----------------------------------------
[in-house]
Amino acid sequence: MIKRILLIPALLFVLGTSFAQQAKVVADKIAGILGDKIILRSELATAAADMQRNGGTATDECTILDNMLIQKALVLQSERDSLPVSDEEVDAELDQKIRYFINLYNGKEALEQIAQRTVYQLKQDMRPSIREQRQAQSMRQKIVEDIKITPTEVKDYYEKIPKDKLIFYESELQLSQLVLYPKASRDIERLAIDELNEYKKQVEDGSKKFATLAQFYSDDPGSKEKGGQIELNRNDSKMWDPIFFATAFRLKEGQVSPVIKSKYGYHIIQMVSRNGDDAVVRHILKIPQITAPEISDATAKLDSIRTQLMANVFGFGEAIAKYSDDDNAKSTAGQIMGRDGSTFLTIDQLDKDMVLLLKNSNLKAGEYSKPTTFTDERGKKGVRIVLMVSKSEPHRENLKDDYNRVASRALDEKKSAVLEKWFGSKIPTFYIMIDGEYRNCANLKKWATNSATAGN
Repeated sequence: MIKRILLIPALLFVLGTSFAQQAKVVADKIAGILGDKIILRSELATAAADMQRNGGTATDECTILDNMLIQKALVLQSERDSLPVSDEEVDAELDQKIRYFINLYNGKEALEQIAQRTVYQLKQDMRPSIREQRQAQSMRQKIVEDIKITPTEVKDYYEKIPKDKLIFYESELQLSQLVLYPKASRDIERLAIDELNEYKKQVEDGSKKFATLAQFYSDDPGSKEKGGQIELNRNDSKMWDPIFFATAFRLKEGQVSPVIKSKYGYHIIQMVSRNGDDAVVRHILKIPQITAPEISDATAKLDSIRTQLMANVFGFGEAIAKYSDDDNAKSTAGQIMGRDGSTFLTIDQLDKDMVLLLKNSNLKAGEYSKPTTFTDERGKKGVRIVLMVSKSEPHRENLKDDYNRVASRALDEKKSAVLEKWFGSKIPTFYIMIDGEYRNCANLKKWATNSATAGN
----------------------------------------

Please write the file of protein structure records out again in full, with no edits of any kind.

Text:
[in-house]
Amino acid sequence: MIKRILLIPALLFVLGTSFAQQAKVVADKIAGILGDKIILRSELATAAADMQRNGGTATDECTILDNMLIQKALVLQSERDSLPVSDEEVDAELDQKIRYFINLYNGKEALEQIAQRTVYQLKQDMRPSIREQRQAQSMRQKIVEDIKITPTEVKDYYEKIPKDKLIFYESELQLSQLVLYPKASRDIERLAIDELNEYKKQVEDGSKKFATLAQFYSDDPGSKEKGGQIELNRNDSKMWDPIFFATAFRLKEGQVSPVIKSKYGYHIIQMVSRNGDDAVVRHILKIPQITAPEISDATAKLDSIRTQLMANVFGFGEAIAKYSDDDNAKSTAGQIMGRDGSTFLTIDQLDKDMVLLLKNSNLKAGEYSKPTTFTDERGKKGVRIVLMVSKSEPHRENLKDDYNRVASRALDEKKSAVLEKWFGSKIPTFYIMIDGEYRNCANLKKWATNSATAGN
Repeated sequence: MIKRILLIPALLFVLGTSFAQQAKVVADKIAGILGDKIILRSELATAAADMQRNGGTATDECTILDNMLIQKALVLQSERDSLPVSDEEVDAELDQKIRYFINLYNGKEALEQIAQRTVYQLKQDMRPSIREQRQAQSMRQKIVEDIKITPTEVKDYYEKIPKDKLIFYESELQLSQLVLYPKASRDIERLAIDELNEYKKQVEDGSKKFATLAQFYSDDPGSKEKGGQIELNRNDSKMWDPIFFATAFRLKEGQVSPVIKSKYGYHIIQMVSRNGDDAVVRHILKIPQITAPEISDATAKLDSIRTQLMANVFGFGEAIAKYSDDDNAKSTAGQIMGRDGSTFLTIDQLDKDMVLLLKNSNLKAGEYSKPTTFTDERGKKGVRIVLMVSKSEPHRENLKDDYNRVASRALDEKKSAVLEKWFGSKIPTFYIMIDGEYRNCANLKKWATNSATAGN